This year's later-than-anticipated finish leaves legislators with primaries just a month to knock doors and talk to voters before the June 3, 2014 primary.After those primaries, the run-up to the November election promises to be exciting.The 2014 November election will feature an open U.S. Senate race and two open U.S. House races, something that hasn't happened in Iowa in over a generation.Excitement generated from those races as well as the contested Governor's race could have a dramatic effect on the legislative races down the ballot.This year's 26-24 Democratic Senate and 53-47 Republican House could very well change hands, depending on who turns out on Election Day.
The Economic Development Appropriations Bill (HF 2460) finally advanced to the Governor's desk on the final night of session, providing level-funding for the Iowa Economic Development Authority (IEDA). The long hold-up on HF 2460 had nothing to do with IEDA or Iowa Workforce Development funding, but rather was related to the Governor's Apprenticeship proposal. Legislators knew they would need a bill on which to attach the Apprenticeship compromise, so they held the Economic Development Budget bill until they needed to use it.
The free-standing Apprenticeship bill ended up being scrapped and the proposal was attached to HF 2460 instead. The session-long discussion between the IEDA and the community colleges ended with legislation that moves the 260F program to the Department of Education, but caps administrative fees on programs as requested by the IEDA. The language calls for $3 million each per year for the 206F program and for the Apprenticeship Training program.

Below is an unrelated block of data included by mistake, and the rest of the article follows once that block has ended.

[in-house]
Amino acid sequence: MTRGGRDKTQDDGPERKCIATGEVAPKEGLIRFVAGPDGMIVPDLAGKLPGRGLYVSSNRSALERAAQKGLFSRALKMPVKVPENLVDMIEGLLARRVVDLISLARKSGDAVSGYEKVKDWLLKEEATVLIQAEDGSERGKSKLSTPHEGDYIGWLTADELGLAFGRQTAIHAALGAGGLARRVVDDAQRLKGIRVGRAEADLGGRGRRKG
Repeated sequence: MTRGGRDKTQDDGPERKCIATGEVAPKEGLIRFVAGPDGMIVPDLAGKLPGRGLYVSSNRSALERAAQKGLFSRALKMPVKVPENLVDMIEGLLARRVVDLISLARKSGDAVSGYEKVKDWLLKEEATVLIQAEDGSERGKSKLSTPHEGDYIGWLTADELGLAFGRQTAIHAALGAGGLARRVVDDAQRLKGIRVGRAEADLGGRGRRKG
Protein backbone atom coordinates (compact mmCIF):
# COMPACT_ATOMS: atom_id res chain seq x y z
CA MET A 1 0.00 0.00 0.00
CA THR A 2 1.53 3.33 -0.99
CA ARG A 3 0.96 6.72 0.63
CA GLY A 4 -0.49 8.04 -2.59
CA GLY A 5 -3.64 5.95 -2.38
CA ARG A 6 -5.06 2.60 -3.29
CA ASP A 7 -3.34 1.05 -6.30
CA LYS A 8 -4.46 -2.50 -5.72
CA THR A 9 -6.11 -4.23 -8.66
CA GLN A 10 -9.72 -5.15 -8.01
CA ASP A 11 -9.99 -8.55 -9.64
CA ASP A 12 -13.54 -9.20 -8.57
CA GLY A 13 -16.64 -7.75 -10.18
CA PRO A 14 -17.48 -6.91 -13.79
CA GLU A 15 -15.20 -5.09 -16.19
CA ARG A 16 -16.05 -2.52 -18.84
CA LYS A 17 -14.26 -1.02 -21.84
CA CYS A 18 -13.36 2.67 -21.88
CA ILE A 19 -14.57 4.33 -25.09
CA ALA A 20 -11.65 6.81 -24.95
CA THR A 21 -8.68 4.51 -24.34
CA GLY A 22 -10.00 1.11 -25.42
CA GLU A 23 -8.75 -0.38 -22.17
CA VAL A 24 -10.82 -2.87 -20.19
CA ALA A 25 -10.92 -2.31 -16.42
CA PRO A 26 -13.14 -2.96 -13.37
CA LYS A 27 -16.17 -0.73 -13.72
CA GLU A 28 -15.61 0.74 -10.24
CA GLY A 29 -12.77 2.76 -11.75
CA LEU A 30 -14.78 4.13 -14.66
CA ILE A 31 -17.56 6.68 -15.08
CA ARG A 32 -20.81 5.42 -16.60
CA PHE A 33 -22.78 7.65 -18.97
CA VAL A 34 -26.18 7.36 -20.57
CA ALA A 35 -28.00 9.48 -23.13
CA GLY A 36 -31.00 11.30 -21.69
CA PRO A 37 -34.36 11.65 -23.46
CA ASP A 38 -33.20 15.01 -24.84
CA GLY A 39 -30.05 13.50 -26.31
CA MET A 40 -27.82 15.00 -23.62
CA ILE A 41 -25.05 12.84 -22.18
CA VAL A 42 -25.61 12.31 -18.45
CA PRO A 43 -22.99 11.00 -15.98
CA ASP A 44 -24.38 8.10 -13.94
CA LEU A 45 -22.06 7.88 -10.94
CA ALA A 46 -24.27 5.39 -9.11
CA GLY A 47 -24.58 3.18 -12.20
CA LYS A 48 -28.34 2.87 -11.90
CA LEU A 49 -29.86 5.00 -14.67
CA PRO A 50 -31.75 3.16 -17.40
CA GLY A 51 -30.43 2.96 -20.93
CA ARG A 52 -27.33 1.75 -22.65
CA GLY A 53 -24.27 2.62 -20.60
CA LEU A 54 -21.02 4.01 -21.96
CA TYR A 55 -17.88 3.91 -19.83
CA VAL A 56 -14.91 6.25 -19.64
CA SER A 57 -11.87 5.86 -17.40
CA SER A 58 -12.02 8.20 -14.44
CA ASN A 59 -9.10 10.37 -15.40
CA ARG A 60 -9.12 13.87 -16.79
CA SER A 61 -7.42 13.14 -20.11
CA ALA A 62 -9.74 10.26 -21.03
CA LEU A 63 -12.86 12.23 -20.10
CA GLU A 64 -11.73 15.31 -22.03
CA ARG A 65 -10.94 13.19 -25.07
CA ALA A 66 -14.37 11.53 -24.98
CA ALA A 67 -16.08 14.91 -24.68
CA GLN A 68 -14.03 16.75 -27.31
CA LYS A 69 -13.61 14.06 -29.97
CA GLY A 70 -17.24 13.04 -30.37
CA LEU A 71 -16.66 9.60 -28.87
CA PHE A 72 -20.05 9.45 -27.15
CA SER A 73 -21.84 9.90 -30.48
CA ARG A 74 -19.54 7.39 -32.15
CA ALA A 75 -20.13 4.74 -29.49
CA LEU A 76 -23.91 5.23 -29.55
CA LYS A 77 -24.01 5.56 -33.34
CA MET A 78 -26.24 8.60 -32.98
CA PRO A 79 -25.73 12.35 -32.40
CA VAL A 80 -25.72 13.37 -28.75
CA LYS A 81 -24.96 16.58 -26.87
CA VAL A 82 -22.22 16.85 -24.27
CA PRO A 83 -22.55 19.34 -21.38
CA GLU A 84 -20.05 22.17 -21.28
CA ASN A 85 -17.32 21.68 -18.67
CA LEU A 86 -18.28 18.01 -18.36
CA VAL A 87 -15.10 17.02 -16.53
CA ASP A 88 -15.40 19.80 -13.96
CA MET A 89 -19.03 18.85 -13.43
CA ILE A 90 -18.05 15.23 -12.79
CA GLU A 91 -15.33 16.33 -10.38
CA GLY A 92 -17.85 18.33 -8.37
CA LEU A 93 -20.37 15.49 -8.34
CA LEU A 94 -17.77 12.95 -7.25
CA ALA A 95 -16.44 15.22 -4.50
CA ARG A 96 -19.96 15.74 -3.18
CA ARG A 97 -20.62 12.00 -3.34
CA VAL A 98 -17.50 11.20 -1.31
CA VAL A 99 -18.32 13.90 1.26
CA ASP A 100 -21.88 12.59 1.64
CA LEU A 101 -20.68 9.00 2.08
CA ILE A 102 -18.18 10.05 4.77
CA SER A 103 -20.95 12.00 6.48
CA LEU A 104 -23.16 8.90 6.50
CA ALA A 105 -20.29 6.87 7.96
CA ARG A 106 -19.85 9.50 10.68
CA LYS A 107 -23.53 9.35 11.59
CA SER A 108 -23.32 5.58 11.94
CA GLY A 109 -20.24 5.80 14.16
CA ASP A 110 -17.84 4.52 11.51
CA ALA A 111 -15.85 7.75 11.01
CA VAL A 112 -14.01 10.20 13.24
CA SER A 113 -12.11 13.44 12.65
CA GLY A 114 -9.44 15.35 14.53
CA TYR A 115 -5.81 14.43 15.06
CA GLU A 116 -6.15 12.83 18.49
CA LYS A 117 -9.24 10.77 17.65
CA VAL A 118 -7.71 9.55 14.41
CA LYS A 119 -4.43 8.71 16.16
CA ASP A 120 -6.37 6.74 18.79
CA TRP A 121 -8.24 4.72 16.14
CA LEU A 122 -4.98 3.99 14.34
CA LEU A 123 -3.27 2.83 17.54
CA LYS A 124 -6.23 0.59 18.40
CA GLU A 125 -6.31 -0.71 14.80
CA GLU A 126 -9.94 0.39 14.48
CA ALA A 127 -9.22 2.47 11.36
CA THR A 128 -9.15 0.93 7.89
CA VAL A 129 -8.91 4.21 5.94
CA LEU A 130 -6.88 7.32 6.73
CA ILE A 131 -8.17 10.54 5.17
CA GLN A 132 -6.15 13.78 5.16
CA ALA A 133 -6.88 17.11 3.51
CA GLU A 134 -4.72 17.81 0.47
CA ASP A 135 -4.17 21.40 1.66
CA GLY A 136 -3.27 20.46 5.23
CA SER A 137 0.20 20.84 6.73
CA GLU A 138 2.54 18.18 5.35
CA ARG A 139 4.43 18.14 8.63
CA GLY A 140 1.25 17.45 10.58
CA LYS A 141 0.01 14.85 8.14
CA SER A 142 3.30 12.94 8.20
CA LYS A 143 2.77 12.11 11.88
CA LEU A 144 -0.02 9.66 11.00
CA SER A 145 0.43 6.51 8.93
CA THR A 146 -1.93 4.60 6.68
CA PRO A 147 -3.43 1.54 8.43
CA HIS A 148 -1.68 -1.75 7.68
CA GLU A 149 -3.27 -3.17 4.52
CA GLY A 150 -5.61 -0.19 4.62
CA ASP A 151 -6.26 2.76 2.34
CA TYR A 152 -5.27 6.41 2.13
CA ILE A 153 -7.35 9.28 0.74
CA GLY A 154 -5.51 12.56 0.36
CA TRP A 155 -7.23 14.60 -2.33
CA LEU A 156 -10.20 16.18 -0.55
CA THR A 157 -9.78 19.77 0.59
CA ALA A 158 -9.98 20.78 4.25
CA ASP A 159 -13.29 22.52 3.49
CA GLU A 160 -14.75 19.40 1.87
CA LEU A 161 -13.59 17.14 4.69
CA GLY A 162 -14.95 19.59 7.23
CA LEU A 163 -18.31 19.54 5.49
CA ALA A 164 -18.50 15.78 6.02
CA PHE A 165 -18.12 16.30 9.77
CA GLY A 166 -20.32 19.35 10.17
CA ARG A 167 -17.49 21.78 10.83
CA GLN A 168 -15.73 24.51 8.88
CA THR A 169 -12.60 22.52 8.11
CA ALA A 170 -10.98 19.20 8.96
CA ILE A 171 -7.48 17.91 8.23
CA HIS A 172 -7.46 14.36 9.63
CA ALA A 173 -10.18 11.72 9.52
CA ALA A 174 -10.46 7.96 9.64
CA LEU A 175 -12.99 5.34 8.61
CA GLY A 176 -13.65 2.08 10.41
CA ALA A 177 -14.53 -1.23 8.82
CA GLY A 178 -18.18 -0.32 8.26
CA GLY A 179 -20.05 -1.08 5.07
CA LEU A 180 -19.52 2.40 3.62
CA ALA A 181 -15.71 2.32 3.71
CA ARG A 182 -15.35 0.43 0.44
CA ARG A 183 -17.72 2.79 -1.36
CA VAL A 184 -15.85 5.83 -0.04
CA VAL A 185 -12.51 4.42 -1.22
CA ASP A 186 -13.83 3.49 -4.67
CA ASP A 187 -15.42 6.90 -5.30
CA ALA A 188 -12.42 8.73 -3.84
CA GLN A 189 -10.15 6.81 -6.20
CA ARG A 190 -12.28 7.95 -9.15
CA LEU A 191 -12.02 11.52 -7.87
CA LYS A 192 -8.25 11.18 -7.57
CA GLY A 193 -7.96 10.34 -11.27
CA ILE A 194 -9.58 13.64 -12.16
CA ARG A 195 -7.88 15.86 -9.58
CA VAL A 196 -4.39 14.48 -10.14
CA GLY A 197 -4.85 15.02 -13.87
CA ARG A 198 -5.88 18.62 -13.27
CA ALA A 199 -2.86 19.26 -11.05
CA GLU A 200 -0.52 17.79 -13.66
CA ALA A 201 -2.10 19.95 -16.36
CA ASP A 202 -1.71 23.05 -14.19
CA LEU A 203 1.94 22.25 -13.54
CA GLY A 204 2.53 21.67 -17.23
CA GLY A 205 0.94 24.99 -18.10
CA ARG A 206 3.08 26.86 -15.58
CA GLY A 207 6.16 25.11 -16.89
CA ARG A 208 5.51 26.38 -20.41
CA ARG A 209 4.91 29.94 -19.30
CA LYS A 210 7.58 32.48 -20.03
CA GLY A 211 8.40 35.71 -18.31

Thank you to all of you that took the time to call or email legislators in opposition to House File 2467! Despite a big push from a Johnson County-based small business group and an out-of-state mall developer, House members decided not to push HF 2467 through the Iowa House. We hope this allows us the time in the months ahead to sit down with House Ways & Means Chairman Sands, along with our TIF partners and bond attorneys, to walk through his proposals and provide some feedback.
While we were confident the Senate did not have an appetite to pass HF 2467, we still needed your phone calls and emails to ensure it didn't pass the House. In the closing hours of a legislative session, issues that have been dead for days, sometimes months, all-of-a-sudden can be resurrected in order to get the votes necessary to close down the session. It happens EVERY year. If HF 2467 had passed the House, though still unlikely, it is possible that the House could have forced the Senate to trade HF 2467 for one of their priorities. Not having a full House vote on the bill made that much more difficult.
As we begin reaching out to some legislators on TIF in the months ahead, please be talking with yours about how you use TIF locally and the bind you would be in if its use became too restricted. We need legislators to know the different ways in which their communities rely on TIF so they can keep those details in mind whenever they are looking at a TIF proposal at the Statehouse. Invite them out for a private economic development tour of the area and let them know all the things you are working on.